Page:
I’ve often written on this blog about how enjoying wildlife can benefit our well-being, but after a week in the Highlands I think I would add that marvelling at wild and spectacular places is good for us too.

In this post, here are some photographic highlights of our week among the mountains and lochs of this breathtakingly beautiful part of the world.

Wildlife

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While stopping off to admire the view at Loch Sunart, near Strontian, this butterfly seemed quite willing to pose for photos. I recognised it as a kind of fritillary, purely from seeing them in books. This one turned out to be – we think – a Small Pearl-bordered Fritillary.

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On the Black Rock on Loch Linnhe, near Fort William, Atlantic Grey Seals mingle with Common Seals. Here’s a photo of a grey (left) and common together. Their facial expressions suggest they’re doing a classic ‘staring into the middle-distance’ modelling pose.

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As we finished a short stroll by Loch Leven in Ballachulish one damp evening, Swallows, Sand Martins and House Martins whooshed around us, feasting on the many midges that had come out, quite probably hoping to feast on us! In this photo, my son Daniel is trying to snap a photo of the birds as they whiz past.

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“There’s a Red Deer!” came the call from the top of a high sand dune at the back of Camusdarach Beach. I quickly realised that sprinting up a tower of soft sand is beyond my physical capabilities at the moment, but I made it up eventually, with much puffing and panting, and joined a small group of fellow beach-visitors to watch the deer feeding alongside a footpath on the other side of the dune.

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At Inchree, Red Squirrels are not hard to see, but taking a photo of one in a shady patch of forest in a torrential downpour is something else altogether. This is the best I could manage.

The birdlife is brilliant in the West Highlands. I didn’t manage to find a White-tailed Eagle while we were there, but we did well for Golden Eagles, which were a joy to see. Other birding highlights including a pair of Black Guillemots flying by as we waiting to board a cruise on Loch Linnhe, a Raven in Glen Nevis, a couple of Red-breasted Mergansers on our travels, Common Gulls in their summer plumage (a rare sight back home – the one pictured above had some strange facial markings) and Hooded Crows, the Highland equivalent of Carrion Crows. We also enjoyed watching a Rock Pipit feeding by the pier in Fort William – see below.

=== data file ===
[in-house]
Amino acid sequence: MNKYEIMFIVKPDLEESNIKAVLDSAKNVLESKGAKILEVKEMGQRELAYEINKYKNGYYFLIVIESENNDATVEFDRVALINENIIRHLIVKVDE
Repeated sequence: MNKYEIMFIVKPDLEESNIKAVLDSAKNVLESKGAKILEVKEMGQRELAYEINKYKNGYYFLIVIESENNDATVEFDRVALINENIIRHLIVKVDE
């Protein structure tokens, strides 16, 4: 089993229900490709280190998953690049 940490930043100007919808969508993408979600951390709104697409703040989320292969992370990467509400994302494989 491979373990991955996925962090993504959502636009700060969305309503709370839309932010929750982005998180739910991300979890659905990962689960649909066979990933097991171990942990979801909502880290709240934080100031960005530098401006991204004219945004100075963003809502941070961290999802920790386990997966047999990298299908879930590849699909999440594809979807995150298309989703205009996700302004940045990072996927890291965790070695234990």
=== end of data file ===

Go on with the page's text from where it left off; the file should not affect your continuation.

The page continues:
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Oystercatcher in a meadow by Loch Lomond on our way home

Lochs, mountains, waterfalls and beaches

Wherever you look in the West Highlands, the scenery is jaw-dropping. We stayed in Ballachulish, near Glencoe, just to the south of Fort William. The whole area is stunning. Here are just some of the scenic highlights.

Aonach Mor and Ben Nevis

These were our views from halfway up Aonach Mor, Scotland’s eighth-highest mountain, where we took the cable car. In the first photo, you can see the snowy north face of Ben Nevis, the UK’s highest mountain, peeking out on the right. You can also see how changeable the weather was…

Ballachulish

I took this assortment of pictures in and around Ballachulish, mainly on the shores of Loch Leven, a sea loch that joins Loch Linnhe on the other side of the bridge. You can also see some of the mountains of Glencoe, along with the forest on the Brecklet path, and the River Laroch, which flows through the village and down to Loch Leven.

Castle Tioram

Castle Tioram is a ruined castle on a tidal island in Loch Moidart, and at the mouth of the River Shiel. It’s one of those absurdly beautiful places that demands photos from every angle.

The Silver Sands of Morar and Camusdarach Beach